Alienating My Audience: Spitting Truth about AMC’s ‘The Walking Dead’

The Walking Dead premiered this week and from a ratings perspective, the outlook is good. Very good.  The third season premiere attracted 10.9 million viewers (a mind-blowing number for cable!), defending its title as the most successful basic cable drama of all time in the adult demo. But dammit, it’s time to spit some truth on this zombie craze.

The Walking Dead tells the tale of Rick Grimes, his family, and a slew of survivors of a blood-splattering, intestine-eating zombie apocalypse. The show is an adaptation of a monthly black and white comic book series, created by Robert Kirkman, who also serves as an Executive Producer on the show. Although the show captures some of the meat of the books, I still feel like the true guts of the story remain largely uneaten.

When the show first hit our living rooms, it was a huge victory for the Horror genre. A television show about zombies was being produced and was actually going to air! The books had a steady fan base, zombies were the new rising trend, and Kirkman and effects master Greg Nicotero were both signed on. Epic win! Although I enjoy The Walking Dead enough, I still can’t get over the fact that the show isn’t living up to its full potential. Sure, the zombies look great, the blood and gore is spot on, but much of the characterization of our beloved survivors is gone. I’m not loving the cast (Laurie Holden’s Andrea is my favorite, yet I fight the urge to fast forward every time Sarah Wayne Callies opens her mouth), or the adaptations of who these characters are. It’s very telling when comic book art can present more emotion than actors and actresses on screen, but in this case, the book’s art and writing really do win out.

It’s also no surprise that Season 2 had pacing problems. We searched for Sophia for what seemed like an eternity, and even when words were exchanged, the series really wasn’t saying much – about society, or about the lives and relationships of these people we’re peering in on. It doesn’t feel cohesive. The only true emotional punch this show delivered was the shocking discovery that Sophia was a zombie, hidden inside Herschel’s barn. Once we got over the awesomeness of zombies on TV, viewers waited a full season and a half before getting a shocking, real, emotional payoff.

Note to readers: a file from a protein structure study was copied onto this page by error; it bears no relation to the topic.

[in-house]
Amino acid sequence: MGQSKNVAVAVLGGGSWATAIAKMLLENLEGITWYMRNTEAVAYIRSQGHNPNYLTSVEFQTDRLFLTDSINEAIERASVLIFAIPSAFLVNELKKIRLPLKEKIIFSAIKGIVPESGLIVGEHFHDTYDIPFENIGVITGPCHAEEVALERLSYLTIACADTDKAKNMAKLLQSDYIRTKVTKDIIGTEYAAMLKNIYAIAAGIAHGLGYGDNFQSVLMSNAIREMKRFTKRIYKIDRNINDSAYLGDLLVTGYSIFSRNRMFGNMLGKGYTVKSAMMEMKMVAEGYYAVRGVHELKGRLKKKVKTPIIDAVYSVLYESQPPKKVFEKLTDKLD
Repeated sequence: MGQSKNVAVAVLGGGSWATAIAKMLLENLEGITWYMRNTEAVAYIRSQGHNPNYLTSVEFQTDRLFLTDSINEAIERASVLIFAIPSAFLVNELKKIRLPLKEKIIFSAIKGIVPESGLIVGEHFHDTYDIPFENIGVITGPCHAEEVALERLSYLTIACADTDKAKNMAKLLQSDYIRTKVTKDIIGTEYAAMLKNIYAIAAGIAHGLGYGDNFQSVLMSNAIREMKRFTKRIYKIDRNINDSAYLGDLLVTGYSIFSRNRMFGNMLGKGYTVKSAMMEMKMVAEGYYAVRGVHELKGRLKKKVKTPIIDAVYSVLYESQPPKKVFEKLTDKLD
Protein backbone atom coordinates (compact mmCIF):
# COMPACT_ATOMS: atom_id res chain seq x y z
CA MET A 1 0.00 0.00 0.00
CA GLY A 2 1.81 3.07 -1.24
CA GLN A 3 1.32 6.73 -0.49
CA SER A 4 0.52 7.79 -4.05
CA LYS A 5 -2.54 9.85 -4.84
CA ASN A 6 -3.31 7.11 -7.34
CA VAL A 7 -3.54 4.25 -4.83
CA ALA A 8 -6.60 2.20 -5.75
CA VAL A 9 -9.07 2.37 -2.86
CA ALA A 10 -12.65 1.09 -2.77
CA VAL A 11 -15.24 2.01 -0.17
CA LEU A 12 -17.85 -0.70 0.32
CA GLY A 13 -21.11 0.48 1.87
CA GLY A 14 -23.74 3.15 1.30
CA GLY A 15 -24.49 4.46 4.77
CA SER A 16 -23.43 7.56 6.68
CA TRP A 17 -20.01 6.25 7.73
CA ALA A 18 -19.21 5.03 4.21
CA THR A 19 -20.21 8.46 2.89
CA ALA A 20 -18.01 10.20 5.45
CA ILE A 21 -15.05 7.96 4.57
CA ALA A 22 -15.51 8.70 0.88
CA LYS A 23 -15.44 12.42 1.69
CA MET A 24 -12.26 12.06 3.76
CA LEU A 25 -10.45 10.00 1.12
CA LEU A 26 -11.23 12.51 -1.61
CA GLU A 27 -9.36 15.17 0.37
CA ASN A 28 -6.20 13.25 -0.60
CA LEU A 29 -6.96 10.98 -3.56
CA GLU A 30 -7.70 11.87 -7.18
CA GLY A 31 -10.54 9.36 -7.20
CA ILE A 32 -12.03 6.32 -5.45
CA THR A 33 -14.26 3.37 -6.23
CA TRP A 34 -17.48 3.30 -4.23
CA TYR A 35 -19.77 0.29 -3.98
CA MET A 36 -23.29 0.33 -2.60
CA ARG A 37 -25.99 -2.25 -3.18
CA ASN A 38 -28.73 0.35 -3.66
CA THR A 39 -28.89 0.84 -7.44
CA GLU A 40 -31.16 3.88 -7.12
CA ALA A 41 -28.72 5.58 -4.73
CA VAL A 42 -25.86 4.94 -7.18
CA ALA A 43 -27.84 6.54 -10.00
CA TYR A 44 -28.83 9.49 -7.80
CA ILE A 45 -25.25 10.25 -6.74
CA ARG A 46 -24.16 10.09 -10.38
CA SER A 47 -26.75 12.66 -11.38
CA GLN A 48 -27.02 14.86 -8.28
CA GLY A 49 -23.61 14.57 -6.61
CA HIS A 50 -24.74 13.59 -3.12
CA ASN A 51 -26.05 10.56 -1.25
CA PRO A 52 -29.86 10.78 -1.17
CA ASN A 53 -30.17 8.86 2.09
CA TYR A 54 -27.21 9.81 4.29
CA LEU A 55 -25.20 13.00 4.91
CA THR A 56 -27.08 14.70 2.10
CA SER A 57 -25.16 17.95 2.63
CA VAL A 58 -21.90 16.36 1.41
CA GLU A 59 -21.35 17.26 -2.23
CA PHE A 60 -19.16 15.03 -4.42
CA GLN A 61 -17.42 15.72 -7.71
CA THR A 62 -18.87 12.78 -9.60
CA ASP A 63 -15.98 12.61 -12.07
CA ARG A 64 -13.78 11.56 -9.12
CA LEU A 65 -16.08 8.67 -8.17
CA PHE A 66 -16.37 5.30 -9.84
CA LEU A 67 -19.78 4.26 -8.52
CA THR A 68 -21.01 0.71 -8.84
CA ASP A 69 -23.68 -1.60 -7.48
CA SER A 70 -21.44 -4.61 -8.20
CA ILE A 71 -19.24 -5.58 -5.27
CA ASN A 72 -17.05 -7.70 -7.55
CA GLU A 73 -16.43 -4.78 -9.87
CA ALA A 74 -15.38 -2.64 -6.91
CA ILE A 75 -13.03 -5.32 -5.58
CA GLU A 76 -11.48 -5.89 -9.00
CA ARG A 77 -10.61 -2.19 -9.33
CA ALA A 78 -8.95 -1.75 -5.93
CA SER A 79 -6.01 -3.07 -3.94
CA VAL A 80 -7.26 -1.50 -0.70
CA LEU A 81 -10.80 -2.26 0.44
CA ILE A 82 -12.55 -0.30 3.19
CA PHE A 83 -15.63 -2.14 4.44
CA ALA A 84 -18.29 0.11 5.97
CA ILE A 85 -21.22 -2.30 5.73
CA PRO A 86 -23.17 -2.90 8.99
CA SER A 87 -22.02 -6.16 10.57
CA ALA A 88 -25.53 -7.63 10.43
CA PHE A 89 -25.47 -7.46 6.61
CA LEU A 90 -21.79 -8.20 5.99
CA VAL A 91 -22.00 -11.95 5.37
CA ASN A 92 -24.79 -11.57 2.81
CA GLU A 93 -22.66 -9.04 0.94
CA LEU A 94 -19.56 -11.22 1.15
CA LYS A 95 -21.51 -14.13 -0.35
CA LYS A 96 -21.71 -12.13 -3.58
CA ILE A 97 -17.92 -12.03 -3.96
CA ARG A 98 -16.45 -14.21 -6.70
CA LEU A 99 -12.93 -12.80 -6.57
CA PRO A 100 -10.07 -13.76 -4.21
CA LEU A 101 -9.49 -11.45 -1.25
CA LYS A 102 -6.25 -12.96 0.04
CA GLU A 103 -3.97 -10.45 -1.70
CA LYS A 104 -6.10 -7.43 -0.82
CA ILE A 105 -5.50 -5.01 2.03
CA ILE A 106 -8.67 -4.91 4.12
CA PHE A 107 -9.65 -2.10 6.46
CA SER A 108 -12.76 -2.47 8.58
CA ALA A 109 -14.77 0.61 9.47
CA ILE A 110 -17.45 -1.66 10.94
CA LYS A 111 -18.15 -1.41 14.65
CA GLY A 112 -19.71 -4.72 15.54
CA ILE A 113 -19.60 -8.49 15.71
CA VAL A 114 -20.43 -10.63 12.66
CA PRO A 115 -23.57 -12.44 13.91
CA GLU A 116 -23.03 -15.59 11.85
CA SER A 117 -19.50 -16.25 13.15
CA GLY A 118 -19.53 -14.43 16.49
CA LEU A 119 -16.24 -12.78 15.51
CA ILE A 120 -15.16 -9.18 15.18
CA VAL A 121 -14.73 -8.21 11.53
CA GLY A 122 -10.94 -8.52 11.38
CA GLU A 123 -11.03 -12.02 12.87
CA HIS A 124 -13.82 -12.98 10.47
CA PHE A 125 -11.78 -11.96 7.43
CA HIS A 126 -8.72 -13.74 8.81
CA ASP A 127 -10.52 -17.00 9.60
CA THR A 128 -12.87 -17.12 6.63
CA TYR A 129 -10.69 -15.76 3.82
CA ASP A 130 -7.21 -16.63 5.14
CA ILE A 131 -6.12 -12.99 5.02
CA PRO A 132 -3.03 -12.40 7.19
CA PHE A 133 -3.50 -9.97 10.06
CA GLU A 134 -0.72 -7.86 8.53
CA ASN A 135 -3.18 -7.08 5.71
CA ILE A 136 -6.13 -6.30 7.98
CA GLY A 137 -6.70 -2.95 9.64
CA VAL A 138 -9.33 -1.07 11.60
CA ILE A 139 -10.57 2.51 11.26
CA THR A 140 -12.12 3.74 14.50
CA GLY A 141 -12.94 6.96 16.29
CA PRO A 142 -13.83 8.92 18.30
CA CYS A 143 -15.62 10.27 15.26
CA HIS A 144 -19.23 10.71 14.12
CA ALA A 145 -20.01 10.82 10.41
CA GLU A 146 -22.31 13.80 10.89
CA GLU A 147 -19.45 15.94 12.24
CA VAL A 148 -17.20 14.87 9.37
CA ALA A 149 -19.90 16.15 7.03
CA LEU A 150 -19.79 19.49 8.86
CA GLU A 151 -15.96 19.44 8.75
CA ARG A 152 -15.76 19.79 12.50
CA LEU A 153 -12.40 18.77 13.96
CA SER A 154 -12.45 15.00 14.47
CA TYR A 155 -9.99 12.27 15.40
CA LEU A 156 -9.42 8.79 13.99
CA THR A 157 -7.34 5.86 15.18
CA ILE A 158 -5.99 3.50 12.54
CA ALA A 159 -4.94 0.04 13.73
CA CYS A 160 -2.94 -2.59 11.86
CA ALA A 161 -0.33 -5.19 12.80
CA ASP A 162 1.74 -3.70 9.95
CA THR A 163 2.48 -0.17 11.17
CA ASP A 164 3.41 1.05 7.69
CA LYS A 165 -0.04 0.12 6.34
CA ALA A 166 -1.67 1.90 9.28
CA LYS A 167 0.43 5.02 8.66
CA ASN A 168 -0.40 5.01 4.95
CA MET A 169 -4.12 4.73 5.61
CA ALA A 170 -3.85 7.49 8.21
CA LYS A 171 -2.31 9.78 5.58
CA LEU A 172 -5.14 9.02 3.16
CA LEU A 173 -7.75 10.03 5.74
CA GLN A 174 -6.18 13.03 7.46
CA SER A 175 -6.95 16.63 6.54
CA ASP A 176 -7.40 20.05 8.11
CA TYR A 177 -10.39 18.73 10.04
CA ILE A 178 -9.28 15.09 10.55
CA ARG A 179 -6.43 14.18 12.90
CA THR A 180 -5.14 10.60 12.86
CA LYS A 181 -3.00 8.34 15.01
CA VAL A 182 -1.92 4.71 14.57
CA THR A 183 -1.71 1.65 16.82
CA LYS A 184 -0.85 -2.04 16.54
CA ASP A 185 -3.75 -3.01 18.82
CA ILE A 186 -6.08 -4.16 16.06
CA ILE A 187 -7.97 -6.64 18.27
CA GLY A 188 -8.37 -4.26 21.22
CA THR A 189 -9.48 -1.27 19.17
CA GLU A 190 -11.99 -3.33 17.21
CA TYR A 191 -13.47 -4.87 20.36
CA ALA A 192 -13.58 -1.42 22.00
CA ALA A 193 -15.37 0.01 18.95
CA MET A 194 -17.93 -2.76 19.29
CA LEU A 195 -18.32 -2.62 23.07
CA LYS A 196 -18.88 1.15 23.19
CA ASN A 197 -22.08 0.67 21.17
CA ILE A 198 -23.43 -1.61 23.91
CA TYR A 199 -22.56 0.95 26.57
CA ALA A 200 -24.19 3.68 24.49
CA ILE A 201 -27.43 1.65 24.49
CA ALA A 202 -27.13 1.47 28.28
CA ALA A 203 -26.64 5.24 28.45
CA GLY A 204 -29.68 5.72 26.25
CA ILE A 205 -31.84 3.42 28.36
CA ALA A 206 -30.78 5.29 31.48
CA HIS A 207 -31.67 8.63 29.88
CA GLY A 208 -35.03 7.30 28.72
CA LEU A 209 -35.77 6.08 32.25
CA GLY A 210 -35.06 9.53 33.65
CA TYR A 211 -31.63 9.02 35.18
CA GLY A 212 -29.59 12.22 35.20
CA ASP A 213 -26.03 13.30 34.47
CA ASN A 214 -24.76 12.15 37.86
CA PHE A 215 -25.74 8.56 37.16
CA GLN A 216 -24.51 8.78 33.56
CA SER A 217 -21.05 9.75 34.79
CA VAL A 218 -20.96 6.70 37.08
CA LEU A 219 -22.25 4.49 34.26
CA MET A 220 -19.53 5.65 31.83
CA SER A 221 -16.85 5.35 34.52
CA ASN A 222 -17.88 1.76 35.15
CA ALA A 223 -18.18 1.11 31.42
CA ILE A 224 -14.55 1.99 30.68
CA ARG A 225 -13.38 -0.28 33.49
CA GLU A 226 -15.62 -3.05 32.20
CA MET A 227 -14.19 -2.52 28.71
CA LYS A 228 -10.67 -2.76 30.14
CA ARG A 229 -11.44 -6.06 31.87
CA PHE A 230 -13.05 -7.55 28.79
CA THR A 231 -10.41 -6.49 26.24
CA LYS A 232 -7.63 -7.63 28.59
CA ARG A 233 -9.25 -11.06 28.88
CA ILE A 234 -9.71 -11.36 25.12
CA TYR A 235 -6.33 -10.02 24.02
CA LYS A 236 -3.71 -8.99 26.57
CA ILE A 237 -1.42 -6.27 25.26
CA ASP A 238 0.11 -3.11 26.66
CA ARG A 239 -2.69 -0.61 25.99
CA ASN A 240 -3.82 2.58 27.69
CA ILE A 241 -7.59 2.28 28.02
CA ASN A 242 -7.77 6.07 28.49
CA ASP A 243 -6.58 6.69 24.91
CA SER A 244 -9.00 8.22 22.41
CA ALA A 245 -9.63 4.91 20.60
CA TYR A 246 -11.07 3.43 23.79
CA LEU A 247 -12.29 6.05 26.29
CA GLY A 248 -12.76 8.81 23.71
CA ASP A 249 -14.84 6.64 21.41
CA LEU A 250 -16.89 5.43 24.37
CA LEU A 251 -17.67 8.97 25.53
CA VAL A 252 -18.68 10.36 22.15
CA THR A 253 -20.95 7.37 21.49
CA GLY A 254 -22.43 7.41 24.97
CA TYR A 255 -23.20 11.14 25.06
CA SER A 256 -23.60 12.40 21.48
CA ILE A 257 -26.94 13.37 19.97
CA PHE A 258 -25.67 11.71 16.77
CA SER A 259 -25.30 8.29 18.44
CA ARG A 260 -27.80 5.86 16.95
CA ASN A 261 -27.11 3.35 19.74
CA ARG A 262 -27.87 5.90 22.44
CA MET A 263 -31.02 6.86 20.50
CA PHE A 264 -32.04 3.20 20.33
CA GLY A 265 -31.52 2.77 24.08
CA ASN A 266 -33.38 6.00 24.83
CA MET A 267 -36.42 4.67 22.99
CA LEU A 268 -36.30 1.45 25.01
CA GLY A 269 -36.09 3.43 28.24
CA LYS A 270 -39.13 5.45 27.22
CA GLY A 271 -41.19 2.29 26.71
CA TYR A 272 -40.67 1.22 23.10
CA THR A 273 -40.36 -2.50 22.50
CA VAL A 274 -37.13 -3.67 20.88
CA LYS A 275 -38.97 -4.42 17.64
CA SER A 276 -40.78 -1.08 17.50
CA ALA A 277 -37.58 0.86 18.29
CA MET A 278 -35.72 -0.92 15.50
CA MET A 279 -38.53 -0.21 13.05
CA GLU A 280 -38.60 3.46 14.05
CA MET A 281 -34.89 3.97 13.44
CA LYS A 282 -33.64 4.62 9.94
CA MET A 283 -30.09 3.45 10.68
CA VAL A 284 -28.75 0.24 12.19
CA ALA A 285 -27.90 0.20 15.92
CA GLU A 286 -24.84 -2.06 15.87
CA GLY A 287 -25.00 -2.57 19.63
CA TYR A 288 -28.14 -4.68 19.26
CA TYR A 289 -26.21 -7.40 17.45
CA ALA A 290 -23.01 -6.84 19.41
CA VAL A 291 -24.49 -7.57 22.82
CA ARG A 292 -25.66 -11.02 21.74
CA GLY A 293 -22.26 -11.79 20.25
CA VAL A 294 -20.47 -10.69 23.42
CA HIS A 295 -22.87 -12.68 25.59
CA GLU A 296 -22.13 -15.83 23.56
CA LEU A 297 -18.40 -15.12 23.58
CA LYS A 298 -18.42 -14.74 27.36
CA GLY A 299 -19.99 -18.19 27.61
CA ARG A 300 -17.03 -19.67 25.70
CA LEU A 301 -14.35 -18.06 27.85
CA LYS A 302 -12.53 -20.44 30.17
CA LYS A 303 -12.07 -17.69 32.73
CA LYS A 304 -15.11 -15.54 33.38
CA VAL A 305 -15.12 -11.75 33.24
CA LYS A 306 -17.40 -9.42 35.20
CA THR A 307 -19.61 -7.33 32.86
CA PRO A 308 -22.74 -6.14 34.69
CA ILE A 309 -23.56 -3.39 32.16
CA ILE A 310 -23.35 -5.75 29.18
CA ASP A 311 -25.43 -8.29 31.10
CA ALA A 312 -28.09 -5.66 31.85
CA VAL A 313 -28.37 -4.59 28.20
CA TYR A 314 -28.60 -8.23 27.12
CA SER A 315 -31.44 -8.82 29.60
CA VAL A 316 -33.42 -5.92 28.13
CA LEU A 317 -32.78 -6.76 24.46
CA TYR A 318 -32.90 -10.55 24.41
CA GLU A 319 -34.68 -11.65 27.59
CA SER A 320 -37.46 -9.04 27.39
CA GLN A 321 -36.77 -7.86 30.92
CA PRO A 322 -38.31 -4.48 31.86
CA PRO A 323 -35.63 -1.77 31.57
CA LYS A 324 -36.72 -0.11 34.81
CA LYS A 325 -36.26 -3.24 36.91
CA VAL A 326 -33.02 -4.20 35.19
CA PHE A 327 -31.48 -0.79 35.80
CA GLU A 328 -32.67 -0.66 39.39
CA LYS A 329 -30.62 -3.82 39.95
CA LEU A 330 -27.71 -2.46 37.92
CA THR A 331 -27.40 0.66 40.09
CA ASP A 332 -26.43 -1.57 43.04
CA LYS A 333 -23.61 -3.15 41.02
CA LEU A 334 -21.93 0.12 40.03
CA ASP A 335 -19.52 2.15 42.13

Season three’s premiere episode got “back to its roots” of killing zombies. Though I love some delicious violence, this running, gun toting, and stab-y goodness begins to lose its effectiveness when the characters behind it aren’t as strong as they could be…and should be. Because of this, the tension has dissipated. The show really needs to tighten up and dig deep inside of these characters in order to highlight the traits that readers of the book know and love. There’s still so much more potential hidden in this narrative than what we’ve been presented with.

Perhaps my standards are too high. Maybe shows like Mad Men, Homeland and Dexter have raised my expectations. Or maybe there’s just too much competition in TV nowadays. Let’s face it – Rick Grimes is no Don Draper. Although I still watch The Walking Dead, I don’t crave it like I do when the gang from Sterling Cooper Draper Price returns. And being such a Horror fan at heart, I really wish I did.

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One Response to “Alienating My Audience: Spitting Truth about AMC’s ‘The Walking Dead’”

  1. Gail says:

    This show is awesome! Too bad about Herschel’s Leg!

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